Like many other risk assets, crude oil has been on a tear since the summer and is up by nearly 50 percent. The main reasons for this sharp rally are the weakening U.S. dollar, synchronized global economic growth and optimism, as well as aggressive bullish positioning by large funds. Interestingly, these large funds are considered to be “dumb money” and are typically wrong at major market turning points. While these funds have become ultra bullish on crude oil, the “smart money” or commercial oil futures hedgers have been betting the opposite way and have built their largest bearish crude oil position in history.
The West Texas Intermediate crude oil chart below shows how the commodity has been climbing within a channel pattern since September. A breakdown from this channel would be a reason for concern. The chart below the price chart shows the positioning of the “dumb money” versus the “smart money.” The “dumb money” have a record bullish position of over 700,000 net futures contracts, while the “smart money” has a record bearish position of over 700,000 net futures contracts.
The weekly WTI crude oil chart puts the current “dumb money” and “smart money” positioning into perspective. The 2014 crude oil bust was preceded by similar positioning, but the current position is even more extreme.
The long-term WTI crude oil chart shows just how unprecedented the current situation is:
As mentioned earlier, the weakness in the U.S. dollar in the past year has been one of the major drivers of the crude oil rally (the dollar and crude oil trade inversely). The “smart money” has been bullish on the dollar despite its weakness, which means that a rebound is likely in the not-too-distant future. A rebounding U.S. dollar would likely cause a correction in crude oil.
The euro is also worth watching, and is positively correlated with crude oil and inversely correlated with the U.S. dollar. The “smart money” has been building a sizable bearish position in the euro, which increases the chances of a correction in crude oil and the euro, and a rebound in the U.S. dollar.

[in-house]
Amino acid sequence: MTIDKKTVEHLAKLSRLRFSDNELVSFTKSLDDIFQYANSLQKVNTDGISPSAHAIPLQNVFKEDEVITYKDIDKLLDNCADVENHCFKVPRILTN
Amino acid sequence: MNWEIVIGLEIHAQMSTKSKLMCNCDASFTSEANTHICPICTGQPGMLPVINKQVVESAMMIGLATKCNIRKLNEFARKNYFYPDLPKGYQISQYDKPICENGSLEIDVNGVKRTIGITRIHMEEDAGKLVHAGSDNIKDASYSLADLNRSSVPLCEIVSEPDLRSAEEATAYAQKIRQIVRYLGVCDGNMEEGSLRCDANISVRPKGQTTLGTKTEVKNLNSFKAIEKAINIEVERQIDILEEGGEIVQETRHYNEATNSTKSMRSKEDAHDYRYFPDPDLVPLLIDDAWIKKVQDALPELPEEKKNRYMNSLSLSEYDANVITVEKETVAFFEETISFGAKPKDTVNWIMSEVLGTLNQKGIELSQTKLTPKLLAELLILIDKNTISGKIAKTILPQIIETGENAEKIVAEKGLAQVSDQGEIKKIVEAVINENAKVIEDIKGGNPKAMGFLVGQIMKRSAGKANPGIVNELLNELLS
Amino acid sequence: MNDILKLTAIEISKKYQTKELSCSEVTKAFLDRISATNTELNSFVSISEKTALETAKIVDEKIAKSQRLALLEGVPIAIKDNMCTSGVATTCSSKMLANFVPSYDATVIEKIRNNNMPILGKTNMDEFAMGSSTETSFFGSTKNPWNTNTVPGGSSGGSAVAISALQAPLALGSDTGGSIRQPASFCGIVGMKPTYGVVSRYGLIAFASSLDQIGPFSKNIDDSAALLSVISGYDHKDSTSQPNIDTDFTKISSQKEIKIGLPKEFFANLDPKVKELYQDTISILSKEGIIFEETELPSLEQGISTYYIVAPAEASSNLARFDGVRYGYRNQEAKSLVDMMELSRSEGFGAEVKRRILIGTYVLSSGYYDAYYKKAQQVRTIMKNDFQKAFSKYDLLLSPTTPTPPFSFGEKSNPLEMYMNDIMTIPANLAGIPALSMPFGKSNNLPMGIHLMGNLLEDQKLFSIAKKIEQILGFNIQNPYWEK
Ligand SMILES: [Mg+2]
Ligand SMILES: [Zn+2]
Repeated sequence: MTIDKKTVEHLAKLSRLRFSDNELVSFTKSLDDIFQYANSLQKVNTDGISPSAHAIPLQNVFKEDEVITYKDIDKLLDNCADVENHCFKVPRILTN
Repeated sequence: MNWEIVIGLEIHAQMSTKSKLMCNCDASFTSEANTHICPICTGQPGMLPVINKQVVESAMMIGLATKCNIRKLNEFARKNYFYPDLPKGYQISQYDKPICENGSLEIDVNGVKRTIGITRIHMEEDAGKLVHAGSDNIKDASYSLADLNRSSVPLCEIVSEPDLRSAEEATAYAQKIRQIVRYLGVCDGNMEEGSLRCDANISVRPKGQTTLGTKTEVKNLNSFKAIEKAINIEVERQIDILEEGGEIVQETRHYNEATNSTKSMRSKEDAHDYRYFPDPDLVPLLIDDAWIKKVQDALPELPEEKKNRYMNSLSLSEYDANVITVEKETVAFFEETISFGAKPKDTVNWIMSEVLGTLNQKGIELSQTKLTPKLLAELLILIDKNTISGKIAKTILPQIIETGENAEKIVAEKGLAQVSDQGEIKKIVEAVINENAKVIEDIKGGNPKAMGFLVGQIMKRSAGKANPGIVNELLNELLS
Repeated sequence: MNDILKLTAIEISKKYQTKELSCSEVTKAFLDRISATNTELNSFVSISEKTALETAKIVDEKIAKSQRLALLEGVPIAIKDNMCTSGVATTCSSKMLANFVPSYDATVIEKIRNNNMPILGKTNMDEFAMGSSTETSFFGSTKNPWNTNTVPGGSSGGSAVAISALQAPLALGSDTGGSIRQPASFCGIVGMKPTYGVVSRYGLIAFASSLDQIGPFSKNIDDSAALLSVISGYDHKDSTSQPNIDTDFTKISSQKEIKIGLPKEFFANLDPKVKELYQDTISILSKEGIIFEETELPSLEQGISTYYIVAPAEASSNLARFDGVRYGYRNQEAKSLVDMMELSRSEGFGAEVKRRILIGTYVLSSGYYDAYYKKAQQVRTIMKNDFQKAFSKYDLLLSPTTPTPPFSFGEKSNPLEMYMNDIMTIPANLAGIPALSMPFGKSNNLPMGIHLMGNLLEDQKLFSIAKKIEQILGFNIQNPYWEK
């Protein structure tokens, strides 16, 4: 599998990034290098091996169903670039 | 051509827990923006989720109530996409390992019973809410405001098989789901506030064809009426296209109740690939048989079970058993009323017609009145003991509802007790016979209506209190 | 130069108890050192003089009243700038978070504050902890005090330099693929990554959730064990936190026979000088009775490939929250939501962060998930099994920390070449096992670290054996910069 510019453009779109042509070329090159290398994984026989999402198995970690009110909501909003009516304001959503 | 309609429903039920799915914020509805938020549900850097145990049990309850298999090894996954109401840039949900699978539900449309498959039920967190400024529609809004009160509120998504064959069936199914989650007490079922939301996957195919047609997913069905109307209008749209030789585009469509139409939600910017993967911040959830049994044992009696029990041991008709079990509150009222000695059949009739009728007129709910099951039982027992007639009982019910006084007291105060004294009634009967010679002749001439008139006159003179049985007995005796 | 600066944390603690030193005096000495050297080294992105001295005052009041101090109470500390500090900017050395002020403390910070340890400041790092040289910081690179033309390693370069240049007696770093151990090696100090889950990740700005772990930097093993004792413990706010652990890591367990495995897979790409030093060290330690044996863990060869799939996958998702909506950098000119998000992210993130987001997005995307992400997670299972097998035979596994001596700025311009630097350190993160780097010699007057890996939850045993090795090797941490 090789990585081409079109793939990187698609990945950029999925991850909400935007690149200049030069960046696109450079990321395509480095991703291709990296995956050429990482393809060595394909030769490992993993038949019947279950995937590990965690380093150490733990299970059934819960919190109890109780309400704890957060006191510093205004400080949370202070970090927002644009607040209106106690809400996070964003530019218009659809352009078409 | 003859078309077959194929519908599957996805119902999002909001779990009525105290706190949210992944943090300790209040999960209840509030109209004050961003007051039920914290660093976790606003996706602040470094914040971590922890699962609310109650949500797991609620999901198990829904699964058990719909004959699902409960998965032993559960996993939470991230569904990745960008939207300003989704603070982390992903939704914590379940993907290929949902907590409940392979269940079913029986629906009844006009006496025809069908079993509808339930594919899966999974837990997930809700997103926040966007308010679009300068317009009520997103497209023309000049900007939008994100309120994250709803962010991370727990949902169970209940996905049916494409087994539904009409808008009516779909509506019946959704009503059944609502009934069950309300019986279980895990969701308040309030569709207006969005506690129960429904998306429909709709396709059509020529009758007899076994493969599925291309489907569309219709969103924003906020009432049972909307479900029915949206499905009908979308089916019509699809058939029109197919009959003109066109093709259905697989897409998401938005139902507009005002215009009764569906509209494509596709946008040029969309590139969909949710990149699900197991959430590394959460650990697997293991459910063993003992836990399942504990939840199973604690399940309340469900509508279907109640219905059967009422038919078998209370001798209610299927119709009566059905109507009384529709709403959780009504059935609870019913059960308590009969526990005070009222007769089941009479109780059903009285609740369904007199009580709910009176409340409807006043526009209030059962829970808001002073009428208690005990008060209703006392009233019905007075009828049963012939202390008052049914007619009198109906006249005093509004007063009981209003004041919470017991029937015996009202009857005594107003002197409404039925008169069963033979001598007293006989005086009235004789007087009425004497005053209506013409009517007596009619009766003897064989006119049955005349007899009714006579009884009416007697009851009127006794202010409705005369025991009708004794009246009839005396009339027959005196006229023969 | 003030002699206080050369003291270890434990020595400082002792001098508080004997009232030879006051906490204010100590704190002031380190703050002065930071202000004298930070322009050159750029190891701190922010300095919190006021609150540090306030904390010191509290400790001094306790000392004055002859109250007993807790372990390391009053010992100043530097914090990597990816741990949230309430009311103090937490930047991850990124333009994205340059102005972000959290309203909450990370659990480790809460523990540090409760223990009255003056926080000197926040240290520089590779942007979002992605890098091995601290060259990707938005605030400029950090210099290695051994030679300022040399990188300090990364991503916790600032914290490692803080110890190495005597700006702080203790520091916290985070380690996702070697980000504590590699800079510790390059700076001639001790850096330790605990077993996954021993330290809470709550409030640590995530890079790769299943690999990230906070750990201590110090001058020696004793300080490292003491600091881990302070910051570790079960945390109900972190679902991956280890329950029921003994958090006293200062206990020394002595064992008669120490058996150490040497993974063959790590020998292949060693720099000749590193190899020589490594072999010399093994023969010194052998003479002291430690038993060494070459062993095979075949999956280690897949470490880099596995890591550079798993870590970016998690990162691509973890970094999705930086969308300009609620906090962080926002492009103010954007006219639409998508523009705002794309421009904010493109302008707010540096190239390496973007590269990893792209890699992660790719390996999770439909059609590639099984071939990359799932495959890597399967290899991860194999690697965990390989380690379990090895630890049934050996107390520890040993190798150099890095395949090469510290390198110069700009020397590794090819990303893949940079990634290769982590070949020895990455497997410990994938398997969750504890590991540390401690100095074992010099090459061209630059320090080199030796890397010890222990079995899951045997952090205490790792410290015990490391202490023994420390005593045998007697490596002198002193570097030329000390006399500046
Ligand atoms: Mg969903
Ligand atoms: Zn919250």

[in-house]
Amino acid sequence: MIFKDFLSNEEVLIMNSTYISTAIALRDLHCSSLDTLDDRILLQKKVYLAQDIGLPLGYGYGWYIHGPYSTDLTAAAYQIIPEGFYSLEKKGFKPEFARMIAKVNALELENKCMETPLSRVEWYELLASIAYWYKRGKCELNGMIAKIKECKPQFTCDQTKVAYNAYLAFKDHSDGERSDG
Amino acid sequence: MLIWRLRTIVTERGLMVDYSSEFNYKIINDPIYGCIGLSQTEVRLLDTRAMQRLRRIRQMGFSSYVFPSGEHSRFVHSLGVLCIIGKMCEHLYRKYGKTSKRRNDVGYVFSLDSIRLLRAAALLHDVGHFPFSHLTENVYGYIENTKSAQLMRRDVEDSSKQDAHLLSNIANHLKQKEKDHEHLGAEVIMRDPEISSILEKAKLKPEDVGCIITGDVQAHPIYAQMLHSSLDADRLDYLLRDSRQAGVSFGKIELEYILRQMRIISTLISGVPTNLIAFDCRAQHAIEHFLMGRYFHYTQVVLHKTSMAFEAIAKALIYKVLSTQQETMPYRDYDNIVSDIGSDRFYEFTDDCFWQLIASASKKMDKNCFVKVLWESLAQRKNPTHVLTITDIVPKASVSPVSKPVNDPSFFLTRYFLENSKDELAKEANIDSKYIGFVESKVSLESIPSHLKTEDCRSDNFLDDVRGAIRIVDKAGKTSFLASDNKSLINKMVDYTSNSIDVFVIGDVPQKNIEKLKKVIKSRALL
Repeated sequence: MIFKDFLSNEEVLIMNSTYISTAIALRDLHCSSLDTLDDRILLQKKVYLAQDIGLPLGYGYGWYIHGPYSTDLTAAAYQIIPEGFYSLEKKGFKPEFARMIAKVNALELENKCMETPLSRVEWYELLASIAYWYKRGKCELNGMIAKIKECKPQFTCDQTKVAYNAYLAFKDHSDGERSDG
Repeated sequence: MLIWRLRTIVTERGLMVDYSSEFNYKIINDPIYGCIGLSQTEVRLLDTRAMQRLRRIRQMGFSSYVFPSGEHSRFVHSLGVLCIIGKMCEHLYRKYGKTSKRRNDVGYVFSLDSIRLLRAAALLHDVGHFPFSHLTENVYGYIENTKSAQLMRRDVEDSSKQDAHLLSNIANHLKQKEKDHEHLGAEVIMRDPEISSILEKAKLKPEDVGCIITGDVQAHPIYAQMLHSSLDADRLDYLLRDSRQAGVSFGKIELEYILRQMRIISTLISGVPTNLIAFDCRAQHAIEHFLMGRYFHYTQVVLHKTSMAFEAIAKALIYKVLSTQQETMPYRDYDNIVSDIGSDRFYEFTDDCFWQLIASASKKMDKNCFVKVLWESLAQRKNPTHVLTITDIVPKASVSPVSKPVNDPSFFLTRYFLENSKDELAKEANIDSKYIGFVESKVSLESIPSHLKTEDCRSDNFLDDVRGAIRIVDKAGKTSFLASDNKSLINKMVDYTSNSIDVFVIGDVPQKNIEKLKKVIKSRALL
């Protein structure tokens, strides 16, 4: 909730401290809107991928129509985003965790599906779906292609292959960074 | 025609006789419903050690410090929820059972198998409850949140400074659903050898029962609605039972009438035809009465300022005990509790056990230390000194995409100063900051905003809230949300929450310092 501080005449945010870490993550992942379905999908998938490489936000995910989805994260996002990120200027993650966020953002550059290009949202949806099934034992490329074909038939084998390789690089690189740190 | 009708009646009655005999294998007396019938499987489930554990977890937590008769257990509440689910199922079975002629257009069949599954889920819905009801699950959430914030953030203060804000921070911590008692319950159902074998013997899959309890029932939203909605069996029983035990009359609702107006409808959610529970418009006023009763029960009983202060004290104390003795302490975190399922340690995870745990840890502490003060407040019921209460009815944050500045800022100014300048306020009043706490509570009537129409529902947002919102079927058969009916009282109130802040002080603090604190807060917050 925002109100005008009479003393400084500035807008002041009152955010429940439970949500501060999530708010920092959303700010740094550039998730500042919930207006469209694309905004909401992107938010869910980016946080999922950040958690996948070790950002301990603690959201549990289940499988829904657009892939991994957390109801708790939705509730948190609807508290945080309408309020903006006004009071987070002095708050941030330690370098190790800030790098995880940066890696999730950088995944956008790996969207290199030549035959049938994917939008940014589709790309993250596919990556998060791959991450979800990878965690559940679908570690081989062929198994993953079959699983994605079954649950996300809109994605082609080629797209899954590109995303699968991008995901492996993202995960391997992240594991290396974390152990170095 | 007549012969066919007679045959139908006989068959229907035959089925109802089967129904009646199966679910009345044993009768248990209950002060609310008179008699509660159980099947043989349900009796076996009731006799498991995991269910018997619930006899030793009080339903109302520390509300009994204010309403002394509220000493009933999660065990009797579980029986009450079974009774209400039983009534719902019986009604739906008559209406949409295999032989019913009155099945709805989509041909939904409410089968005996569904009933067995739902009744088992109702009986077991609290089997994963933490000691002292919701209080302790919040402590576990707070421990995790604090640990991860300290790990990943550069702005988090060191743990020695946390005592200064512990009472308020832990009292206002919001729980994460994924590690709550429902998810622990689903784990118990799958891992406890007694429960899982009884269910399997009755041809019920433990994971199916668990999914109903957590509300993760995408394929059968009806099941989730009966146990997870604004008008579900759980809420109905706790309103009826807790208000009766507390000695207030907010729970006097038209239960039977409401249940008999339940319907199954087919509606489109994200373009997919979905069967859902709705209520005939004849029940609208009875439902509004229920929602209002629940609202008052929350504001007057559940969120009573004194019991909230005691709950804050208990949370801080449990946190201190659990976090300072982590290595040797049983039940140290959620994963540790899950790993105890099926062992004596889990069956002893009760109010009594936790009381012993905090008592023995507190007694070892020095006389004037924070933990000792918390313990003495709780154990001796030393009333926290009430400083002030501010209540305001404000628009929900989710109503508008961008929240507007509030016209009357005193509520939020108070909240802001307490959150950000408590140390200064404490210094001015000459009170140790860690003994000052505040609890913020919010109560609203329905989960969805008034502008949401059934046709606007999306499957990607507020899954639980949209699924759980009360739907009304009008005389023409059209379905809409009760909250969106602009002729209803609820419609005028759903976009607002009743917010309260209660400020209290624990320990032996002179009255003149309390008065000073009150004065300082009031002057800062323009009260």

For now, the trend in crude oil is still up, and we respect the trend. But, when that trend finally rolls over, it could certainly lead to violent action to the downside simply due to the large bullish speculative position that needs to be liquidated – “when everyone gets to one side of the boat, it tips over.” Another crude oil bust is a major risk that the economic recovery and bull market faces, and tightening monetary policy may be the catalyst that pushes this market over the edge. As fund manager Jeff Gundlach has said, the Federal Reserve will continue to hike interest rates until “something breaks.” Will that “something” be crude oil and the energy sector? There is no guarantee, of course, but that is certainly a major risk scenario that we are looking out for.
(Disclaimer: All information is provided for educational purposes only and should not be relied on for making any investment decisions. These chart analysis blog posts are simply market “play by plays” and color commentaries, not hard predictions, as the author is an agnostic on short-term market movements.)
Lance Roberts is a Chief Portfolio Strategist/Economist for RIA Advisors. He is also the host of “The Lance Roberts Podcast” and Chief Editor of the “Real Investment Advice” website and author of “Real Investment Daily” blog and “Real Investment Report“. Follow Lance on Facebook, Twitter, Linked-In and YouTube